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German university sues over early graduation - ESSEN, Germany, July 3 (UPI) -- A German university is suing a student for lost income because he finished his bachelors and masters degrees in only 20 months.

The School of Economics and Management in Essen is asking the court to make former student Marcel Pohl, 22, pay an extra $3,772 after he obtained his degrees in only three semesters instead of the usual 11, The reported Tuesday.

Swedish Walk to Freedom 
Swedish Homeschoolers Walk to Freedom—July 13 to 19, 2012 - Pat Farenga's Blog - Unschooling Homeschooling - Pat Farenga: "If you're like me you can't fly to Sweden to join in their protests against their draconian homeschooling law, but you certainly want to support their effort. "

More about the walk:   Walk to Freedom « Askofamilycamp: "For many of you this may be a new concept, but here in little old Sweden the government have passed a new law making education in schools compulsory unless you have exceptional circumstances. This means that home educating has become increasingly difficult, and has left many people struggling with councils, local governments and the government. In many cases the situation has forced them to leave the country due to the pressures and fines placed on them because of their desire to home educate. The laws passed go against article 2 of the European convention of human rights."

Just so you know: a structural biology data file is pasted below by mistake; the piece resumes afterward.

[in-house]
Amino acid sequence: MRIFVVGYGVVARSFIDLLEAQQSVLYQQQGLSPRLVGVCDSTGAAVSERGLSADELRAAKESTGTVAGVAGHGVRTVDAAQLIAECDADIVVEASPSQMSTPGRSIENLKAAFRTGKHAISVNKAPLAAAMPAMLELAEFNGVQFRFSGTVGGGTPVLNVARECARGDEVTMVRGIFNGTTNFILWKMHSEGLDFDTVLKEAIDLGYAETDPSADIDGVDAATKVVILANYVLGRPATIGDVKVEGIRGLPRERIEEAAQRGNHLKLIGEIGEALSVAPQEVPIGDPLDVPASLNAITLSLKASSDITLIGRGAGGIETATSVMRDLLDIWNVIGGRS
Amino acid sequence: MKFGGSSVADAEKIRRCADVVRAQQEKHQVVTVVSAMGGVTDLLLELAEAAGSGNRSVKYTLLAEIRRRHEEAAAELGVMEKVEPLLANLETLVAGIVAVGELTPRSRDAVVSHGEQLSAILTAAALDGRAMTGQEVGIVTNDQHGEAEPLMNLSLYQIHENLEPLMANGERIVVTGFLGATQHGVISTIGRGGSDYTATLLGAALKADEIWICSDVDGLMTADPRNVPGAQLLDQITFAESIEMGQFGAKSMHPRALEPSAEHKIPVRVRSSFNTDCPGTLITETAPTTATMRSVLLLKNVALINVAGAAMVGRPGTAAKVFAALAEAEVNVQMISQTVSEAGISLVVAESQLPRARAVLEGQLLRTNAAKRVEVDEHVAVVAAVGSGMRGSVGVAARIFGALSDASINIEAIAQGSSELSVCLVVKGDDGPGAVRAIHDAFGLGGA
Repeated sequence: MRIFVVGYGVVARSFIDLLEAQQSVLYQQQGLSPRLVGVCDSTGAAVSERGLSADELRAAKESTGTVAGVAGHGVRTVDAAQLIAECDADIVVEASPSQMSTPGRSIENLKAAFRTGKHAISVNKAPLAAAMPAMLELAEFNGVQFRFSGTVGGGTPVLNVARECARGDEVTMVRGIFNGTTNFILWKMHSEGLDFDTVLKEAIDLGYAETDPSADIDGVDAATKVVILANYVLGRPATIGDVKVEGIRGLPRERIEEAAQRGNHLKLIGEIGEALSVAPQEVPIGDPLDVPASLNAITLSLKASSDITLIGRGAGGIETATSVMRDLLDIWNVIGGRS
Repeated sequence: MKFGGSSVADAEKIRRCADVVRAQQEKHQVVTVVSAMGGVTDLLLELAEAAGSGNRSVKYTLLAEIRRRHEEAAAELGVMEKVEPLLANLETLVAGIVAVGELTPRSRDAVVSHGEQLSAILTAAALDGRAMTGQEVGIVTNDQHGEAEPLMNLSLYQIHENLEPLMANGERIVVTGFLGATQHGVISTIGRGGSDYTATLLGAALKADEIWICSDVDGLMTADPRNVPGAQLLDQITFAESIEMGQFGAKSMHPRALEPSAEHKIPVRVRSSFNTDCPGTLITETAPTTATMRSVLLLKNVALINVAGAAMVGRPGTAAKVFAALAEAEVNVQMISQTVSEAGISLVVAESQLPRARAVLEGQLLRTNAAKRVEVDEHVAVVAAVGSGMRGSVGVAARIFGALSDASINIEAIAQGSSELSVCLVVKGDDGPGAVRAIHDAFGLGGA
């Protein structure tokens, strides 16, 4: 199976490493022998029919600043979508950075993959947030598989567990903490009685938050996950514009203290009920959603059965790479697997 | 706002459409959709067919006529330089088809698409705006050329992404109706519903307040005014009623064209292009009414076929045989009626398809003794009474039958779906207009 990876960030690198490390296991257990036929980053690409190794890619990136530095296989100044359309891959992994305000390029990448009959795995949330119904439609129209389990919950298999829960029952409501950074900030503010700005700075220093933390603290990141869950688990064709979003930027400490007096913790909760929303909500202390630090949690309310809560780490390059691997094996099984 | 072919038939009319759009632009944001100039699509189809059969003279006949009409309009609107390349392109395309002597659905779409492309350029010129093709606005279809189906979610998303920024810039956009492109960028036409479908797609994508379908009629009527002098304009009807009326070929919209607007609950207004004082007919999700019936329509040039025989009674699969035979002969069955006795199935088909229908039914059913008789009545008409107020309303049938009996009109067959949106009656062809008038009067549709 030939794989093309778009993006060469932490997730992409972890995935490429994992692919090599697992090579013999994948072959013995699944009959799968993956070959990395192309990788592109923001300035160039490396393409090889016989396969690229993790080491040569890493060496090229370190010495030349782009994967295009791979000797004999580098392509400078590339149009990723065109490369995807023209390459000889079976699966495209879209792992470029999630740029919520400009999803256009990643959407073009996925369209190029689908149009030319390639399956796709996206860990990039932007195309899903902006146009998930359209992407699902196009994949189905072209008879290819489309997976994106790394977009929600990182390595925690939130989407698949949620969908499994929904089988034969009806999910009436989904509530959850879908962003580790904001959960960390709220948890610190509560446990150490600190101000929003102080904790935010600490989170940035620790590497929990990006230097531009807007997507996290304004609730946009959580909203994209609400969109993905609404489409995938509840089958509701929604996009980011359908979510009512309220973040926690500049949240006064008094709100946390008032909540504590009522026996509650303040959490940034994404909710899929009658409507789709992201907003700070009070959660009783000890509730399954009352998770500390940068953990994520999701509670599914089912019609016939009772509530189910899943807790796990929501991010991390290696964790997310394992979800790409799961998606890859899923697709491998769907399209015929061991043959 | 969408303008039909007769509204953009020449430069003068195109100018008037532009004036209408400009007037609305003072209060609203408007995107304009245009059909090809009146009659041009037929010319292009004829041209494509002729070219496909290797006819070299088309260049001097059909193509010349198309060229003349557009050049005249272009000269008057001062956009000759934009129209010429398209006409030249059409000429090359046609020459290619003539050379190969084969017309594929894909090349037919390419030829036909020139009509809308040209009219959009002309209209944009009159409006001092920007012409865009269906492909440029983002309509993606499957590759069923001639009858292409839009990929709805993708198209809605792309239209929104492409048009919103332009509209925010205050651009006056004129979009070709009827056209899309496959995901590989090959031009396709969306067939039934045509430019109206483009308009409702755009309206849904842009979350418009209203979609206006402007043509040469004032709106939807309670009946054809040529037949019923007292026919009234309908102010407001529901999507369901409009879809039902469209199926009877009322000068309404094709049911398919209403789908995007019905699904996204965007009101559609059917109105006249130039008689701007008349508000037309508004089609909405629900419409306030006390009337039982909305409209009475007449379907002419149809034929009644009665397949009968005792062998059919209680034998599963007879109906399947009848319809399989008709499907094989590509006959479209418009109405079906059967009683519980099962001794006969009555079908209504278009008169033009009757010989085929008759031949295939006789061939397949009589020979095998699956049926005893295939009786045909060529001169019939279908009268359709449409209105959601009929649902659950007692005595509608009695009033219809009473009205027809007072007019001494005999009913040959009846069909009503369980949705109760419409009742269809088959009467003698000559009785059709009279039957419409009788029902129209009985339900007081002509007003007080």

SF City College May Lose Accreditation
Only in San Francisco is understaffing a problem but then many things are different there. What's kind of funny is that accreditation bureaus have not flagged the majority of US universities for being too top-heavy with administrative personnel. It is like rating agencies that do not downgrade countries that lack universal healthcare systems that function well. Funny how that works.

Accreditation crisis hits City College of San Francisco | Inside Higher Ed: "The shuttering of California’s largest college would be a five-alarm fiasco. With a total enrollment of about 90,000 students (33,000 full-time) and 12 campuses and sites around San Francisco, City College is probably too big to fail. Most of those students would have no other local option, and the rest of the state’s community colleges could hardly absorb them, anyhow, given that the system will turn away an estimated 200,000 students this year because of financial shortfalls."

Another red flag is the college’s staffing levels, which are the opposite of top heavy. Faculty and staff compensation accounts for 92 percent of expenditures, a ratio the commission found does not leave enough money to run such a large college. And that problem is worsened by too few administrators being on the job. City College has only 39 administrators, according to the San Francisco Chronicle, which broke the news about the commission’s report. The college employs more than 1,800 faculty members.

US Doesn't Support Families. Period.
Work-Family Dilemmas of the Rich and Famous | Demos: "We’ve spent much of the past decade consuming media that depicts women as awash in choices: to work, comfortably stay home, or any of a range of possibilities in between the two. Riveting though it may be, this storyline is, for most women, escapist fantasy. In truth, only a privileged few have anything but the first option. And all too often, the “choice” of work entails a time commitment and an inflexibility that, like Slaughter’s Washington job, keep women away from their families more than they’d like. And vanishingly few women have the resources (both in terms of money for childcare and a devoted, available co-parent) that Slaughter has. She makes a glancing reference to these hordes, but the media frenzy over her dilemma pretty much drowns out the attention paid to real problems of real women – and thus action toward solving them."

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